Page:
Top 7 Reasons Why Your Leads Are Not Converting to Paying Clients
Are you struggling to turn your leads into returning customers? These are the seven most possible reasons why it’s happening and seven tips on how you can troubleshoot them. Julia Serdiuk — an outreach specialist at HelpCrunch shares her experience.
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Sometimes, marketers see leads as mysterious personalities. Who are they? What are their goals and wants? How do we get them on board? Businesses have many questions about who their marketing qualified lead is and how to earn their trust.
We know how nerve-wracking it can be to see how your lead generation mechanism fails and your marketing campaigns hit the highest costs without converting leads. You may watch the high keyword performance and the increasing number of monthly website visitors, but it means nothing if those numbers don’t turn into qualified leads.
According to Statista, only 2.06% of global e-commerce visitors converted into customers during the third quarter of 2020.
Global online shopping conversion rate by Statista
We are here to break the vicious circle and help you fill gaps in a lead generation process with the highest effectiveness. In this article, we provide the seven most possible reasons why your leads aren’t converting into paying clients and how you can troubleshoot these problems.
The primary reason why your leads don’t convert might be a misidentification of customer personas. Many businesses conduct quick customer persona research without getting into the detail of customer behavior, their intrinsic motivations, interests, and goals.
Some businesses don’t create customer personas at all and perform marketing intuitively based on their own biases, which is like shooting in the darkness. Profound customer persona research gives you the vision of whom your business has to target in every marketing campaign. It defines a communication strategy and helps build an actionable lead generation mechanism.
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If you are sure that your marketing campaigns are seen by the right people then a poorly formulated marketing message might be another reason why your leads don’t turn into customers. These few indicators will help you determine when your marketing message needs rethinking.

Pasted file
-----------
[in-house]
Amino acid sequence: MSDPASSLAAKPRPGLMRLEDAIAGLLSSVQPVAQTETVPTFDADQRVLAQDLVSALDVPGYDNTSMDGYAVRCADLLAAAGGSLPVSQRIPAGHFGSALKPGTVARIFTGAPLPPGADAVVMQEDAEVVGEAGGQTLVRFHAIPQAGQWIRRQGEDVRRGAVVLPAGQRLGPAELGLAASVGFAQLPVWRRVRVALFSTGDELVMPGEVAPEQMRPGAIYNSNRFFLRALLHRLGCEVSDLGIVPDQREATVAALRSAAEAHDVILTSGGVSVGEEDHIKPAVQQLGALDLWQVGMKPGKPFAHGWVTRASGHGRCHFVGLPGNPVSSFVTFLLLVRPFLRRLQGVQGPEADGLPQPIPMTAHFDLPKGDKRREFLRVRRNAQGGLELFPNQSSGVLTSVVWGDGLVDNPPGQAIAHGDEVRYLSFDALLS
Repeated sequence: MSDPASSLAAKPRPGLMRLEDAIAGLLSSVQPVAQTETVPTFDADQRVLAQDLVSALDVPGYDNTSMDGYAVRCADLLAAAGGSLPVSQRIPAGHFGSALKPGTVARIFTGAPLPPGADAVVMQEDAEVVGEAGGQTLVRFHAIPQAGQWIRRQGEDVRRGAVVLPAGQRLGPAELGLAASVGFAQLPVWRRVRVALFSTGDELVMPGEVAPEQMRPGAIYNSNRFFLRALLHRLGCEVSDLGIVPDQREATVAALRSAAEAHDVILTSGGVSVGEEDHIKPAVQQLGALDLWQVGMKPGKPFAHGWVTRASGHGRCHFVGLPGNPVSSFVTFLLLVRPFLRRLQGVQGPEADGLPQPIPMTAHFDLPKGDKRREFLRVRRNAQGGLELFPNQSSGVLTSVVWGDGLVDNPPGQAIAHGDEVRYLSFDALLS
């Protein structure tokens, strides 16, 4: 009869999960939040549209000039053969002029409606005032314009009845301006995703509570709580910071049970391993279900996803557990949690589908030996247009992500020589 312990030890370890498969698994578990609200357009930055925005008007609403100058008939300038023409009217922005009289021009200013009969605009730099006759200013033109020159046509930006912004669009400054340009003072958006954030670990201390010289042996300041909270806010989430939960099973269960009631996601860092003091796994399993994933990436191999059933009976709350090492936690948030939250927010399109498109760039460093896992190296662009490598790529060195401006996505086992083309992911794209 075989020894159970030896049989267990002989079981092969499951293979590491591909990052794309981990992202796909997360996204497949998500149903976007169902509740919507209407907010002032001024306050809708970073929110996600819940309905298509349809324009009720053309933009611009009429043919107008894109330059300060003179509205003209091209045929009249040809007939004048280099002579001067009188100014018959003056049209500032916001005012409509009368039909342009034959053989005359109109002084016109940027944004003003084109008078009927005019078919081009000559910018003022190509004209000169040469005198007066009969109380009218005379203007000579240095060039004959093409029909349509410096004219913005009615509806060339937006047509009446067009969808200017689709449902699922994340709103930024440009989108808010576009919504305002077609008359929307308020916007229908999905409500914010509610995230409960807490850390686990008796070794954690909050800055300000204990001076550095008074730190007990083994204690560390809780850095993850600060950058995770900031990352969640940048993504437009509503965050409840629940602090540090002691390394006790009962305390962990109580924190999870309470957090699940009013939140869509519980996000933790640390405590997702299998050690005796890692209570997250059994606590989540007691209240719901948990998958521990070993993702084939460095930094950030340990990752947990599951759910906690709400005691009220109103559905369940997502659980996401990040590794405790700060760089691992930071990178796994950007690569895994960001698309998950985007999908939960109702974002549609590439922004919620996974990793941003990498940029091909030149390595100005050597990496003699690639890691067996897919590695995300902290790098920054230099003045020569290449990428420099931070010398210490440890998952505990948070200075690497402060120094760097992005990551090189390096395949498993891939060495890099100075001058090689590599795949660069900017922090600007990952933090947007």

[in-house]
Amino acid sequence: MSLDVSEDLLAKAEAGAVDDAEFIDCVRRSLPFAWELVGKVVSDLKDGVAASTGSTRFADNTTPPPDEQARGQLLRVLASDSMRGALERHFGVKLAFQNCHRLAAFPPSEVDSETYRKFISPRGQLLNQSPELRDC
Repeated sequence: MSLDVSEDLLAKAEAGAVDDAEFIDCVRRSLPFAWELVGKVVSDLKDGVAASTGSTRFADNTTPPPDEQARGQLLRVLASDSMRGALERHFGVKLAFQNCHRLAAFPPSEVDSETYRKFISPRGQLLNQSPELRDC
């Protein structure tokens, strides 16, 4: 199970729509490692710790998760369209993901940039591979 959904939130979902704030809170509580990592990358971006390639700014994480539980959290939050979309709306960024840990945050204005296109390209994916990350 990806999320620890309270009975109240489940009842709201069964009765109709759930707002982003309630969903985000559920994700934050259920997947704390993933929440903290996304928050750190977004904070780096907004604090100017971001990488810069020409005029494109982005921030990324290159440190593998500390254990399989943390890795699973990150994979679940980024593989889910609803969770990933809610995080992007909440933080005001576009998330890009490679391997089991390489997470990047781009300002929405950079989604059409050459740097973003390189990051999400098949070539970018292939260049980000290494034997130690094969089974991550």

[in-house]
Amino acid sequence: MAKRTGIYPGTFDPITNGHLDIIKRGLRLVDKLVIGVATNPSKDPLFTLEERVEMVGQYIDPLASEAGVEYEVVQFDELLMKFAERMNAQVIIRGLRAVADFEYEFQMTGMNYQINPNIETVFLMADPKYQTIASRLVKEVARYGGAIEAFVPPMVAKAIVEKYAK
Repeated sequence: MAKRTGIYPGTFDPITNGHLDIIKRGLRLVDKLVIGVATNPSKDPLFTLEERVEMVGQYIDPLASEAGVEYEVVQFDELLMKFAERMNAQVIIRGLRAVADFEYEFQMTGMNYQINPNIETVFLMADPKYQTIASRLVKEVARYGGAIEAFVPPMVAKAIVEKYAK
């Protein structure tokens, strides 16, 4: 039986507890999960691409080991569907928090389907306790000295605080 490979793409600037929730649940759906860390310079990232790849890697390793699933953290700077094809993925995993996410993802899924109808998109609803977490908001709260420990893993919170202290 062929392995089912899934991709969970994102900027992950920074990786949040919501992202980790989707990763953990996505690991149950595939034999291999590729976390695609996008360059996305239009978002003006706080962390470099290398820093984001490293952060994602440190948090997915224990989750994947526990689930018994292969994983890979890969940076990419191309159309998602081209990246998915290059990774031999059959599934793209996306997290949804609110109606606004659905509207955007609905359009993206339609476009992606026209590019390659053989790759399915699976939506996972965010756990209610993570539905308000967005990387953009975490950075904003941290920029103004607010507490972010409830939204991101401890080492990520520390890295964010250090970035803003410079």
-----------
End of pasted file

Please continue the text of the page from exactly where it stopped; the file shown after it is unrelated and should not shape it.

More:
- The average time on the page is good, but conversions don’t reflect it.
- People ask questions that you have thought are already answered in marketing.
- Your product or service can solve customer problems, but prospects don’t seem to believe in it.
- Your leads go away when you ask for a sale.
It’s not enough to tell people how they can benefit from your product or service, you should say it in the right way. Try to speak their language. Dive deep into the context — think of what concerns, excites, and motivates prospects. Integrate your brand offering naturally into this context and let customers feel that a company cares and understands them.
We can learn from Mailchimp that successfully promotes its unique value proposition by using a very simple and engaging message “Reach your customers at all the right moments” on a homepage.
An example of a marketing message on Mailchimp website
It’s said that a marketer is as good as the data they work with. The low number of leads may also be a result of monitoring wrong identifiers. While creating customer personas, checking customer journeys, and building lead generation strategies, make sure you have chosen the right way to detect qualified leads and the right parameters to monitor them. It will help you choose the most efficient lead magnet types and figure out the best marketing messages to trigger a conversion. Consider also changing your lead generation forms for collecting a different set of qualification data.